Ali Stroker's win for her role as Ado Annie in Oklahoma! at the 73rd annual Tony Awards was definitely a moment in history.
Stroker is the first actress who uses a wheelchair to win a Tony Award.
However, a major logistical snag in how she accepted her award puts the Tonys just left of breaking down the correct barriers.
"This award is for every kid who is watching tonight who has a disability, who has a limitation or a challenge, who has been waiting to see themselves represented in this arena — you are," said Stroker, accepting her award.
Ali Stroker Wins Best Featured Actress In A Musical At The 2019 Tony Awards youtu.be
THANK YOU @ALISTROKER 🙌🏻🙌🏻🙌🏻 my sweet wheeliechair using 6-year-old was SO excited to see you win a #tony tonight!… https://t.co/GOX4SWVDro— Erin Raley Hinson (@Erin Raley Hinson)1560129993.0
While the poignance of this moment is not to be ignored, there was a major issue here: there was no ramp for Stroker to get on stage.
As such, later on in the program, when Oklahoma! won Best Revival Of A Musical, Stroker was not able to get up on stage with the rest of the company and accept the award.
Oklahoma! Wins Best Revival Of A Musical At The 2019 Tony Awards www.youtube.com
Many across social media are pointing out that this is a perfect example of ableism—discrimination against people with disabilities.
Something that needs to be addressed: Ali Stroker was the only cast member of Oklahoma! that was not on stage to ce… https://t.co/8irjgSLzeJ— brianna (@brianna)1560141485.0
So happy Ali Stroker won. Pissed that she had to sit back stage, separated from the audience, because the Tonys wou… https://t.co/tppUM5EipZ— amanda! (@amanda!)1560130006.0
Ali Stroker’s #TonyAwards2019 win marks the first time a wheelchair user has won a Tony Award (she was also the fir… https://t.co/Zqp6PQteeA— Mandi Eatough (@Mandi Eatough)1560135010.0
Ali Stroker being the first wheelchair user to win a Tony, but there being no ramp for her to get on stage is maybe… https://t.co/itO344EUpc— Claire Forrest (@Claire Forrest)1560183491.0
Ali Stroker just became the first wheelchair user to win a Tony. They didn’t bother building a ramp to the stage, f… https://t.co/34moowRX3h— Katie Pennick (@Katie Pennick)1560168773.0
In order to get on stage to accept the award and also to join in her cast's performance of "Cain't Say No/Oklahoma!" Stroker was forced to wait in the wings and then be wheeled on stage.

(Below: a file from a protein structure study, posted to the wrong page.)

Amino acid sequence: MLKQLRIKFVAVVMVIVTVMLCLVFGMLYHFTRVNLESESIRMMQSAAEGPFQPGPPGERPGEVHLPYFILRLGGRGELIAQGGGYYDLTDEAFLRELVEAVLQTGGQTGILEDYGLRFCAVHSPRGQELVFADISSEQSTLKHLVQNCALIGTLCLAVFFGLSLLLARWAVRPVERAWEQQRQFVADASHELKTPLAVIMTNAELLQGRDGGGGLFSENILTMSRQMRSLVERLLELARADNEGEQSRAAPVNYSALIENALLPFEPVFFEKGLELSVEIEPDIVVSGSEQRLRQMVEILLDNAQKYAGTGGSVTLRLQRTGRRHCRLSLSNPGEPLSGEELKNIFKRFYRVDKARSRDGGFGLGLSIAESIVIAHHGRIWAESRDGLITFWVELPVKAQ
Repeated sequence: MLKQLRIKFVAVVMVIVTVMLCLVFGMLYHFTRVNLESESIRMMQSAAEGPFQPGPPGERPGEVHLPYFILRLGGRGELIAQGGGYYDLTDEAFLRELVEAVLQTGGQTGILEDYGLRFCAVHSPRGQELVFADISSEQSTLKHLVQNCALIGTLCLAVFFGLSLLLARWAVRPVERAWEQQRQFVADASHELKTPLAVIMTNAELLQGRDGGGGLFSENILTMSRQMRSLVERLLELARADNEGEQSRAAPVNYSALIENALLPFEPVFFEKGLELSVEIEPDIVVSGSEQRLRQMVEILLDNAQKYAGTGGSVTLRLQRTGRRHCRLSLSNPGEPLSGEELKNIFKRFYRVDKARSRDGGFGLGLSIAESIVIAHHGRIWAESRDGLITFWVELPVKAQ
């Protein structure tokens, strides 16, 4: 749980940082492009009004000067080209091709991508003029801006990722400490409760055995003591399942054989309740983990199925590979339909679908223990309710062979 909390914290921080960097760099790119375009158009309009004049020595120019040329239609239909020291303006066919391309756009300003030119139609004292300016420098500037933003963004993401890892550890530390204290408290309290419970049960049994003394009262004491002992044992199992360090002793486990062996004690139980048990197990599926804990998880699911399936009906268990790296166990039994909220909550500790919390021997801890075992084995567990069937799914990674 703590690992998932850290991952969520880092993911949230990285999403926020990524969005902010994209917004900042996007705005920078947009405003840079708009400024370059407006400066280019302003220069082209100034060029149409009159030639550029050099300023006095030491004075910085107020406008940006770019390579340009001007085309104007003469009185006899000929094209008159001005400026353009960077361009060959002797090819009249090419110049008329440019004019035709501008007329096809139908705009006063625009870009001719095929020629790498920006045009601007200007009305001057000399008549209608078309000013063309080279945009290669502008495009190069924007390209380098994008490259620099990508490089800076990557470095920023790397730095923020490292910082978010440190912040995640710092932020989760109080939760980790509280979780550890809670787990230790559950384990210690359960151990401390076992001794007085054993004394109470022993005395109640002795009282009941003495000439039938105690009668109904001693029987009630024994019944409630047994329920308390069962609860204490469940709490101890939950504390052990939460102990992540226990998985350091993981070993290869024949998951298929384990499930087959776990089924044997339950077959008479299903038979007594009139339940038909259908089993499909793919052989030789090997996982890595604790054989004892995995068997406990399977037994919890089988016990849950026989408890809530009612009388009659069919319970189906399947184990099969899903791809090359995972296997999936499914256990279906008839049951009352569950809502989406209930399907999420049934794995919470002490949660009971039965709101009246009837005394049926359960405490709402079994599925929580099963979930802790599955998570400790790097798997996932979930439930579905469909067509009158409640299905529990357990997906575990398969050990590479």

But Stroker, in an interview with The New York Times, says it is not uncommon for theaters to have no accessibility options whatsoever for people with disabilities.
"I would ask theater owners and producers to really look into how they can begin to make the backstage accessible so that performers with disabilities can get around," she said.
👍🏻🎉🥳 when Ali Stroker won the Tony for featured actress in a musical and gave a badass acceptance speech 👎🏻💔🤬 when… https://t.co/iDwtasHSZ5— Shannon Dingle (@Shannon Dingle)1560156272.0
#Tonys if you knew Ali Stroker was going to win (which she deserves) why didn't you give her a ramp so she could ac… https://t.co/SJy2l87DLj— Zoso (@Zoso)1560249426.0
Wait, was there no ramp for Ali Stroker to get on stage? #TonyAwards2019— Matthew Cortland, esq (@Matthew Cortland, esq)1560130445.0
Ali Stroker was the first actor in a wheelchair to win a #TonyAward and they didn’t have a ramp. When I got my PhD,… https://t.co/DkPzt9d9Kj— Jennifer Dolan (@Jennifer Dolan)1560191565.0
sorry I didn’t hear you I was too busy thinking about the fact that the Tony Awards knew Ali Stroker was a nominee… https://t.co/eDAVXGpxMJ— Alexandra Niforos (@Alexandra Niforos)1560198703.0
There's a theme today on #DisabledTwitter, and rightly so. Us: Yay, Ali Stroker won an award! Whooot! Also us: Wh… https://t.co/W7akyW5gQo— Cait Gordon 👽🍰♿️ (@Cait Gordon 👽🍰♿️)1560193510.0
As per The Huffington Post:
"The slap in the face Stroker received at the Tony Awards is a reminder that society still treats the needs — and civil rights — of people with disabilities as an afterthought."
@PhillyD Last night, Ali Stroker was the first wheelchair user to win a Tony award, but the Tony’s did not have a r… https://t.co/CrQdtB4f5T— Denise Remy (@Denise Remy)1560181808.0
last night, Ali Stroker was the first person in a wheelchair to win a Tony. ...and couldn't accept it on stage, be… https://t.co/rolRA2nFFi— Justin Martin (@Justin Martin)1560175417.0
April 30: Ali Stroker nominated for #TonyAwards. Six weeks later, @RadioCity a theatre that builds entire sets in d… https://t.co/ghK8p9ct8r— Dorothy Ellen Palmer ♿ (@Dorothy Ellen Palmer ♿)1560167176.0
That a disabled actor winning #TonyAwards is a fluke they don't expect to happen again. That you must be abled to w… https://t.co/7q1I7xcDWu— Dorothy Ellen Palmer ♿ (@Dorothy Ellen Palmer ♿)1560167696.0
Any time any abled artist agrees to mount any stage without a ramp, they are collaborating in the ableism that resu… https://t.co/SDvhSO2Z3i— Dorothy Ellen Palmer ♿ (@Dorothy Ellen Palmer ♿)1560168098.0
the fact that no one made any kind of ramp for ali stroker, who had to be brought backstage just to be able to acce… https://t.co/z1W4v7qAY6— mckelvey (@mckelvey)1560137293.0
The 2019 Tony Awards committee, the American Theatre Wing, Actor's Equity Association and all entities associated with the Tony Awards have yet to comment on the lack of a ramp for Stroker.
Hopefully the 2020 Awards will be much more well thought-out with equal access for all.